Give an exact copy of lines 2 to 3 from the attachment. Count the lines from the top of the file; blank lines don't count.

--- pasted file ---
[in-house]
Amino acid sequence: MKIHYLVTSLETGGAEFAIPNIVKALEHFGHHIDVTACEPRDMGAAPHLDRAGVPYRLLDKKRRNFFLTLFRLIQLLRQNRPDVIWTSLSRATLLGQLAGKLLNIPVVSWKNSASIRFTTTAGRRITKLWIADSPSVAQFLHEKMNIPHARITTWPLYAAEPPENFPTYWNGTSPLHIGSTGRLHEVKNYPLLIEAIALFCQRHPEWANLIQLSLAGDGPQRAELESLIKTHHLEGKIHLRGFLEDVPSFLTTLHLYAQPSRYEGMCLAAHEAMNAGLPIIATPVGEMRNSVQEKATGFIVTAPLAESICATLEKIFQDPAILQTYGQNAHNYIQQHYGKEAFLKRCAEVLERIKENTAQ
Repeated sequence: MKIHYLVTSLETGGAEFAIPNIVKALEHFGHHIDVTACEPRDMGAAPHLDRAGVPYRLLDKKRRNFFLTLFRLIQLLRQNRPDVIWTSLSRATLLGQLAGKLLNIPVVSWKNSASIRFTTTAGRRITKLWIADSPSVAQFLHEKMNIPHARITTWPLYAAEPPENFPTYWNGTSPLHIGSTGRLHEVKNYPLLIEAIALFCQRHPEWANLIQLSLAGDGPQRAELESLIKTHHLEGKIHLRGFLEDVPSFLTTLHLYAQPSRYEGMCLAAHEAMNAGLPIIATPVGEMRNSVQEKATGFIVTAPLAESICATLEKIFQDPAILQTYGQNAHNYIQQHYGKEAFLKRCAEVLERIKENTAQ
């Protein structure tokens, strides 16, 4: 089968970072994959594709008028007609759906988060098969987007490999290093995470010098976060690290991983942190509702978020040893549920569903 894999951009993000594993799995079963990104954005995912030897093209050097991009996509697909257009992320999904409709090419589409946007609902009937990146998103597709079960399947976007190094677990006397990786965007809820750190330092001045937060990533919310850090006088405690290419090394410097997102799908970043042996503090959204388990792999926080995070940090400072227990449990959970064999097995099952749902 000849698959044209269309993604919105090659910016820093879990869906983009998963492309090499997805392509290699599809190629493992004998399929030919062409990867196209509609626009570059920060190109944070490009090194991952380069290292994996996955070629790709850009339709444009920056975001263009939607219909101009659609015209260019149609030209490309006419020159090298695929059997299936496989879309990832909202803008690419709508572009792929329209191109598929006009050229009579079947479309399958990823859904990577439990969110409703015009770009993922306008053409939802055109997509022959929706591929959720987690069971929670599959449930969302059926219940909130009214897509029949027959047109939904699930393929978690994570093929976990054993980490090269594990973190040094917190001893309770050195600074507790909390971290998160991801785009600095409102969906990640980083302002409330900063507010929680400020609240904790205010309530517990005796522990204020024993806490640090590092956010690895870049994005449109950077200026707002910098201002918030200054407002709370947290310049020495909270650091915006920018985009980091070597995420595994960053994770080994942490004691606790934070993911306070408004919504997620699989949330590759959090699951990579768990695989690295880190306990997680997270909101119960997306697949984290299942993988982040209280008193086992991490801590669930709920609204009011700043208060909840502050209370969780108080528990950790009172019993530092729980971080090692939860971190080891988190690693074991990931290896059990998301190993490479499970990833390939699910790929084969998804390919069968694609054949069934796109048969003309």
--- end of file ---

Amino acid sequence: MKIHYLVTSLETGGAEFAIPNIVKALEHFGHHIDVTACEPRDMGAAPHLDRAGVPYRLLDKKRRNFFLTLFRLIQLLRQNRPDVIWTSLSRATLLGQLAGKLLNIPVVSWKNSASIRFTTTAGRRITKLWIADSPSVAQFLHEKMNIPHARITTWPLYAAEPPENFPTYWNGTSPLHIGSTGRLHEVKNYPLLIEAIALFCQRHPEWANLIQLSLAGDGPQRAELESLIKTHHLEGKIHLRGFLEDVPSFLTTLHLYAQPSRYEGMCLAAHEAMNAGLPIIATPVGEMRNSVQEKATGFIVTAPLAESICATLEKIFQDPAILQTYGQNAHNYIQQHYGKEAFLKRCAEVLERIKENTAQ
Repeated sequence: MKIHYLVTSLETGGAEFAIPNIVKALEHFGHHIDVTACEPRDMGAAPHLDRAGVPYRLLDKKRRNFFLTLFRLIQLLRQNRPDVIWTSLSRATLLGQLAGKLLNIPVVSWKNSASIRFTTTAGRRITKLWIADSPSVAQFLHEKMNIPHARITTWPLYAAEPPENFPTYWNGTSPLHIGSTGRLHEVKNYPLLIEAIALFCQRHPEWANLIQLSLAGDGPQRAELESLIKTHHLEGKIHLRGFLEDVPSFLTTLHLYAQPSRYEGMCLAAHEAMNAGLPIIATPVGEMRNSVQEKATGFIVTAPLAESICATLEKIFQDPAILQTYGQNAHNYIQQHYGKEAFLKRCAEVLERIKENTAQ